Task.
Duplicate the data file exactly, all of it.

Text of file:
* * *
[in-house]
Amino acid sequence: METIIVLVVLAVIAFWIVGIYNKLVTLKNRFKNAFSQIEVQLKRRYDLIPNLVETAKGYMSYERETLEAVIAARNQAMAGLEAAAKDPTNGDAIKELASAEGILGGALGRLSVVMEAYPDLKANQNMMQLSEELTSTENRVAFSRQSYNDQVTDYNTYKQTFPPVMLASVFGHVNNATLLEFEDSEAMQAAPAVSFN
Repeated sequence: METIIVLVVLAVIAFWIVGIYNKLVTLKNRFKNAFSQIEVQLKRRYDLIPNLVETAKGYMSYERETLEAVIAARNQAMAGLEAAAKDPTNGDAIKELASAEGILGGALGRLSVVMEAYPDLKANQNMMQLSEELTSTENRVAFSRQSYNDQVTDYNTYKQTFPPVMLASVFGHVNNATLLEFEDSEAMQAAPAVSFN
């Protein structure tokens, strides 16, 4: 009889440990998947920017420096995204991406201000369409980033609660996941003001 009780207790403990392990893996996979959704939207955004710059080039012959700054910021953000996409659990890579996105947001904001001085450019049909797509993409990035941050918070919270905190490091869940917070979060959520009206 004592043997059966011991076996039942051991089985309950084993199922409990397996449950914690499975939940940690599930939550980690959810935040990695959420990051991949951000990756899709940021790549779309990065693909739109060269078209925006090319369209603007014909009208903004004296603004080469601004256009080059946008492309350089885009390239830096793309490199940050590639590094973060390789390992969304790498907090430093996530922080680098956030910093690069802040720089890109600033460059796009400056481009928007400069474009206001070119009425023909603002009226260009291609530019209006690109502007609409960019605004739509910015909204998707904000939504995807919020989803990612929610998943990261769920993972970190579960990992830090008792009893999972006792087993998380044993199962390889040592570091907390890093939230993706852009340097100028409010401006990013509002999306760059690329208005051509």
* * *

[in-house]
Amino acid sequence: METIIVLVVLAVIAFWIVGIYNKLVTLKNRFKNAFSQIEVQLKRRYDLIPNLVETAKGYMSYERETLEAVIAARNQAMAGLEAAAKDPTNGDAIKELASAEGILGGALGRLSVVMEAYPDLKANQNMMQLSEELTSTENRVAFSRQSYNDQVTDYNTYKQTFPPVMLASVFGHVNNATLLEFEDSEAMQAAPAVSFN
Repeated sequence: METIIVLVVLAVIAFWIVGIYNKLVTLKNRFKNAFSQIEVQLKRRYDLIPNLVETAKGYMSYERETLEAVIAARNQAMAGLEAAAKDPTNGDAIKELASAEGILGGALGRLSVVMEAYPDLKANQNMMQLSEELTSTENRVAFSRQSYNDQVTDYNTYKQTFPPVMLASVFGHVNNATLLEFEDSEAMQAAPAVSFN
């Protein structure tokens, strides 16, 4: 009889440990998947920017420096995204991406201000369409980033609660996941003001 009780207790403990392990893996996979959704939207955004710059080039012959700054910021953000996409659990890579996105947001904001001085450019049909797509993409990035941050918070919270905190490091869940917070979060959520009206 004592043997059966011991076996039942051991089985309950084993199922409990397996449950914690499975939940940690599930939550980690959810935040990695959420990051991949951000990756899709940021790549779309990065693909739109060269078209925006090319369209603007014909009208903004004296603004080469601004256009080059946008492309350089885009390239830096793309490199940050590639590094973060390789390992969304790498907090430093996530922080680098956030910093690069802040720089890109600033460059796009400056481009928007400069474009206001070119009425023909603002009226260009291609530019209006690109502007609409960019605004739509910015909204998707904000939504995807919020989803990612929610998943990261769920993972970190579960990992830090008792009893999972006792087993998380044993199962390889040592570091907390890093939230993706852009340097100028409010401006990013509002999306760059690329208005051509």